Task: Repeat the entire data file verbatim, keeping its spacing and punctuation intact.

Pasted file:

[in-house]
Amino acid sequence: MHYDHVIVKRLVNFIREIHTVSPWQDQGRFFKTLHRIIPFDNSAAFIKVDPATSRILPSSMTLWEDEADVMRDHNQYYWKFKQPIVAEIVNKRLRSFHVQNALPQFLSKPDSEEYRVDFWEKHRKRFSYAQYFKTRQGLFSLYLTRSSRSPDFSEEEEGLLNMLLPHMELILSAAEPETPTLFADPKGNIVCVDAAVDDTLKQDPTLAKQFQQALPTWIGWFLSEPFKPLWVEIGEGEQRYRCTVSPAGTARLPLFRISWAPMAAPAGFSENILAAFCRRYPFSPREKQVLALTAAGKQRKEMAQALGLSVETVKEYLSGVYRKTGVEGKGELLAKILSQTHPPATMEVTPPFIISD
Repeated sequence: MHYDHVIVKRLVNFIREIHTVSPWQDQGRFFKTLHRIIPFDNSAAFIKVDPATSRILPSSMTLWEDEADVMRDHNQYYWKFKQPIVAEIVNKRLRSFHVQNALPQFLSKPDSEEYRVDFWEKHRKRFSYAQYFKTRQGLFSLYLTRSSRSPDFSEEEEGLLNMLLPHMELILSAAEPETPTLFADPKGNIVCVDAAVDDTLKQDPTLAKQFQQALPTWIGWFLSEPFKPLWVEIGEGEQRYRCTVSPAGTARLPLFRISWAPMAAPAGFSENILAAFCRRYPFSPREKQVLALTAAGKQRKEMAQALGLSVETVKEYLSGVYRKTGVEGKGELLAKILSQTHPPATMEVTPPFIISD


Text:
[in-house]
Amino acid sequence: MHYDHVIVKRLVNFIREIHTVSPWQDQGRFFKTLHRIIPFDNSAAFIKVDPATSRILPSSMTLWEDEADVMRDHNQYYWKFKQPIVAEIVNKRLRSFHVQNALPQFLSKPDSEEYRVDFWEKHRKRFSYAQYFKTRQGLFSLYLTRSSRSPDFSEEEEGLLNMLLPHMELILSAAEPETPTLFADPKGNIVCVDAAVDDTLKQDPTLAKQFQQALPTWIGWFLSEPFKPLWVEIGEGEQRYRCTVSPAGTARLPLFRISWAPMAAPAGFSENILAAFCRRYPFSPREKQVLALTAAGKQRKEMAQALGLSVETVKEYLSGVYRKTGVEGKGELLAKILSQTHPPATMEVTPPFIISD
Repeated sequence: MHYDHVIVKRLVNFIREIHTVSPWQDQGRFFKTLHRIIPFDNSAAFIKVDPATSRILPSSMTLWEDEADVMRDHNQYYWKFKQPIVAEIVNKRLRSFHVQNALPQFLSKPDSEEYRVDFWEKHRKRFSYAQYFKTRQGLFSLYLTRSSRSPDFSEEEEGLLNMLLPHMELILSAAEPETPTLFADPKGNIVCVDAAVDDTLKQDPTLAKQFQQALPTWIGWFLSEPFKPLWVEIGEGEQRYRCTVSPAGTARLPLFRISWAPMAAPAGFSENILAAFCRRYPFSPREKQVLALTAAGKQRKEMAQALGLSVETVKEYLSGVYRKTGVEGKGELLAKILSQTHPPATMEVTPPFIISD